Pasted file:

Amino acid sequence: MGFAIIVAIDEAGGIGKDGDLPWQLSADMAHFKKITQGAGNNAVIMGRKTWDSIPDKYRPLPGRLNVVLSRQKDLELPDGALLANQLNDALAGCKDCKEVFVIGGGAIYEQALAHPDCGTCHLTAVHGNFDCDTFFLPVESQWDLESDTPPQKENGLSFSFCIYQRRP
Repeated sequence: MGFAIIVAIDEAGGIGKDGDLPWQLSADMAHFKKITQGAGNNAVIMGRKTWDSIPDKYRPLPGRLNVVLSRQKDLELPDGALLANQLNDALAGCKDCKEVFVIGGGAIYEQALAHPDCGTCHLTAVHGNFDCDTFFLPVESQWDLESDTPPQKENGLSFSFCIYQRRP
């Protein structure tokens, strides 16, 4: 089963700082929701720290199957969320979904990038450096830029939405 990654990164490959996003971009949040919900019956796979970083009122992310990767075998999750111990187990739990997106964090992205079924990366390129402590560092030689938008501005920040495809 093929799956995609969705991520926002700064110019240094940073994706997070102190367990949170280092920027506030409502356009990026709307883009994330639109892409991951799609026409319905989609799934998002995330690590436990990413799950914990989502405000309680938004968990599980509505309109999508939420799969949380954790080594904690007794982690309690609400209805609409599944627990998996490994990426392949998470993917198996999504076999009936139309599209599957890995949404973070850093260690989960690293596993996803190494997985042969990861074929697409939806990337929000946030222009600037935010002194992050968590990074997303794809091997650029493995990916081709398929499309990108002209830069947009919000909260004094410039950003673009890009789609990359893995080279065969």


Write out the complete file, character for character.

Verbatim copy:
Amino acid sequence: MGFAIIVAIDEAGGIGKDGDLPWQLSADMAHFKKITQGAGNNAVIMGRKTWDSIPDKYRPLPGRLNVVLSRQKDLELPDGALLANQLNDALAGCKDCKEVFVIGGGAIYEQALAHPDCGTCHLTAVHGNFDCDTFFLPVESQWDLESDTPPQKENGLSFSFCIYQRRP
Repeated sequence: MGFAIIVAIDEAGGIGKDGDLPWQLSADMAHFKKITQGAGNNAVIMGRKTWDSIPDKYRPLPGRLNVVLSRQKDLELPDGALLANQLNDALAGCKDCKEVFVIGGGAIYEQALAHPDCGTCHLTAVHGNFDCDTFFLPVESQWDLESDTPPQKENGLSFSFCIYQRRP
């Protein structure tokens, strides 16, 4: 089963700082929701720290199957969320979904990038450096830029939405 990654990164490959996003971009949040919900019956796979970083009122992310990767075998999750111990187990739990997106964090992205079924990366390129402590560092030689938008501005920040495809 093929799956995609969705991520926002700064110019240094940073994706997070102190367990949170280092920027506030409502356009990026709307883009994330639109892409991951799609026409319905989609799934998002995330690590436990990413799950914990989502405000309680938004968990599980509505309109999508939420799969949380954790080594904690007794982690309690609400209805609409599944627990998996490994990426392949998470993917198996999504076999009936139309599209599957890995949404973070850093260690989960690293596993996803190494997985042969990861074929697409939806990337929000946030222009600037935010002194992050968590990074997303794809091997650029493995990916081709398929499309990108002209830069947009919000909260004094410039950003673009890009789609990359893995080279065969």